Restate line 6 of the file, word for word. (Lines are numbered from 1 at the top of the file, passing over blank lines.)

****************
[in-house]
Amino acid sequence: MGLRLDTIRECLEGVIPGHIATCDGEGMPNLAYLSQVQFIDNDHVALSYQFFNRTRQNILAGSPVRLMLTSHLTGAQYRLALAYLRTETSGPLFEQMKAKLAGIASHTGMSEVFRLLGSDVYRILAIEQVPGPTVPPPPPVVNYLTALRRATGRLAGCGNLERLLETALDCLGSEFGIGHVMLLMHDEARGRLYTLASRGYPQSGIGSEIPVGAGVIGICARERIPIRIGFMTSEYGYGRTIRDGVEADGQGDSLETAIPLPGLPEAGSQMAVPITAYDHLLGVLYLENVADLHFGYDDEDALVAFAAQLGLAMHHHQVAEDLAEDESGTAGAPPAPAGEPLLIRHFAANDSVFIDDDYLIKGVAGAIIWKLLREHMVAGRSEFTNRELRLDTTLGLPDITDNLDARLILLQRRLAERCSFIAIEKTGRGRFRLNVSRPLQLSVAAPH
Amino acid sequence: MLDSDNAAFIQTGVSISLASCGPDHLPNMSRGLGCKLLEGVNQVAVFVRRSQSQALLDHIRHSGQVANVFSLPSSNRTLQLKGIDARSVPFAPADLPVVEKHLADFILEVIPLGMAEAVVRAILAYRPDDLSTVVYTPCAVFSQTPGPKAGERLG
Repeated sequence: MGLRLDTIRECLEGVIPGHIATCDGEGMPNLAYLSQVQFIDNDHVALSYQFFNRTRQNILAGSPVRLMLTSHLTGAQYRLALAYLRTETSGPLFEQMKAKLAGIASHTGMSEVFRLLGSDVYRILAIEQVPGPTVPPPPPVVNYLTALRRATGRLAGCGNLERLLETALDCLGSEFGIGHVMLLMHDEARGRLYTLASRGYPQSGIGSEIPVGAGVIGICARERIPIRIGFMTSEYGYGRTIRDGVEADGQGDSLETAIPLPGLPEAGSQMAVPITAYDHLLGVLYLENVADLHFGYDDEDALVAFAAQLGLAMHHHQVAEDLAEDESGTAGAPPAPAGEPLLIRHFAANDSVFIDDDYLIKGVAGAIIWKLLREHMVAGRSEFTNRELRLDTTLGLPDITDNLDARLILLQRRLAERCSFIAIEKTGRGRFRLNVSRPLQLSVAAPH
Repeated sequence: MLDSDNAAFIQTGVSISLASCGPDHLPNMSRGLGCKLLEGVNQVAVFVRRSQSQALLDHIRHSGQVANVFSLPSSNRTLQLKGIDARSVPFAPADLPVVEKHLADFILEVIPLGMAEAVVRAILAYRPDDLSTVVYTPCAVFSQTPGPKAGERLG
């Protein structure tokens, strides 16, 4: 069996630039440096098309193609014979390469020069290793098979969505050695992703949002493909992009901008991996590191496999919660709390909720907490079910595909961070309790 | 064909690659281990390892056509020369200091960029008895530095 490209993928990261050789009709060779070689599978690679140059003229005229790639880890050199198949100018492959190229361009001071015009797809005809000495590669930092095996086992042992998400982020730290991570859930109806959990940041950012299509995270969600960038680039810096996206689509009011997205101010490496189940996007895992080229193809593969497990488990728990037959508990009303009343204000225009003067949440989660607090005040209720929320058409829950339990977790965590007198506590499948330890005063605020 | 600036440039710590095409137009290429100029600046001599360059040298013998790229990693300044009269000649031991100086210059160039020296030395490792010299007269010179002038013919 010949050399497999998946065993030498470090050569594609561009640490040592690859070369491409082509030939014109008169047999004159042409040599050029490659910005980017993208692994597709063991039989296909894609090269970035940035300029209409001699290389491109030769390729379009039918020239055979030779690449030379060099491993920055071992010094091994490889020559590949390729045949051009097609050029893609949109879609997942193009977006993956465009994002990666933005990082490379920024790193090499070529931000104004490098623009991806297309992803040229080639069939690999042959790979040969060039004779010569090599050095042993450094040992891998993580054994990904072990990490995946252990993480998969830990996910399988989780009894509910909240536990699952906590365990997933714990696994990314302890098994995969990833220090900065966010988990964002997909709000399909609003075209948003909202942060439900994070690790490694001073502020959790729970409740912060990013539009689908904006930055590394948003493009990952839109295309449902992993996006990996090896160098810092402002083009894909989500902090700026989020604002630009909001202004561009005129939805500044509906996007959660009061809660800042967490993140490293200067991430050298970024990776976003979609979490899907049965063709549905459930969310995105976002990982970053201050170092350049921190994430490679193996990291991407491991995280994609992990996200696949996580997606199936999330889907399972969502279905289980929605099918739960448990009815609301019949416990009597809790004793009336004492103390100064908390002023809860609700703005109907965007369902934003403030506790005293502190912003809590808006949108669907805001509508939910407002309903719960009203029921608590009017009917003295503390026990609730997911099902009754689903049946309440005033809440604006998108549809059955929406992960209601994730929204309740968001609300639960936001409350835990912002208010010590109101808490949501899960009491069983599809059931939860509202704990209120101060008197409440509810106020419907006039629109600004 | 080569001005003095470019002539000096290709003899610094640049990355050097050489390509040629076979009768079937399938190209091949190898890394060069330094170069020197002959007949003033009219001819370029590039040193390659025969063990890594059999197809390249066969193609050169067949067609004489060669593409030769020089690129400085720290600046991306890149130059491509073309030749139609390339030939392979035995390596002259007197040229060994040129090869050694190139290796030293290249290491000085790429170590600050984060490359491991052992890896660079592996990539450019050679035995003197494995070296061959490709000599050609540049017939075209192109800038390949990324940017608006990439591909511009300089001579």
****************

């Protein structure tokens, strides 16, 4: 069996630039440096098309193609014979390469020069290793098979969505050695992703949002493909992009901008991996590191496999919660709390909720907490079910595909961070309790 | 064909690659281990390892056509020369200091960029008895530095 490209993928990261050789009709060779070689599978690679140059003229005229790639880890050199198949100018492959190229361009001071015009797809005809000495590669930092095996086992042992998400982020730290991570859930109806959990940041950012299509995270969600960038680039810096996206689509009011997205101010490496189940996007895992080229193809593969497990488990728990037959508990009303009343204000225009003067949440989660607090005040209720929320058409829950339990977790965590007198506590499948330890005063605020 | 600036440039710590095409137009290429100029600046001599360059040298013998790229990693300044009269000649031991100086210059160039020296030395490792010299007269010179002038013919 010949050399497999998946065993030498470090050569594609561009640490040592690859070369491409082509030939014109008169047999004159042409040599050029490659910005980017993208692994597709063991039989296909894609090269970035940035300029209409001699290389491109030769390729379009039918020239055979030779690449030379060099491993920055071992010094091994490889020559590949390729045949051009097609050029893609949109879609997942193009977006993956465009994002990666933005990082490379920024790193090499070529931000104004490098623009991806297309992803040229080639069939690999042959790979040969060039004779010569090599050095042993450094040992891998993580054994990904072990990490995946252990993480998969830990996910399988989780009894509910909240536990699952906590365990997933714990696994990314302890098994995969990833220090900065966010988990964002997909709000399909609003075209948003909202942060439900994070690790490694001073502020959790729970409740912060990013539009689908904006930055590394948003493009990952839109295309449902992993996006990996090896160098810092402002083009894909989500902090700026989020604002630009909001202004561009005129939805500044509906996007959660009061809660800042967490993140490293200067991430050298970024990776976003979609979490899907049965063709549905459930969310995105976002990982970053201050170092350049921190994430490679193996990291991407491991995280994609992990996200696949996580997606199936999330889907399972969502279905289980929605099918739960448990009815609301019949416990009597809790004793009336004492103390100064908390002023809860609700703005109907965007369902934003403030506790005293502190912003809590808006949108669907805001509508939910407002309903719960009203029921608590009017009917003295503390026990609730997911099902009754689903049946309440005033809440604006998108549809059955929406992960209601994730929204309740968001609300639960936001409350835990912002208010010590109101808490949501899960009491069983599809059931939860509202704990209120101060008197409440509810106020419907006039629109600004 | 080569001005003095470019002539000096290709003899610094640049990355050097050489390509040629076979009768079937399938190209091949190898890394060069330094170069020197002959007949003033009219001819370029590039040193390659025969063990890594059999197809390249066969193609050169067949067609004489060669593409030769020089690129400085720290600046991306890149130059491509073309030749139609390339030939392979035995390596002259007197040229060994040129090869050694190139290796030293290249290491000085790429170590600050984060490359491991052992890896660079592996990539450019050679035995003197494995070296061959490709000599050609540049017939075209192109800038390949990324940017608006990439591909511009300089001579």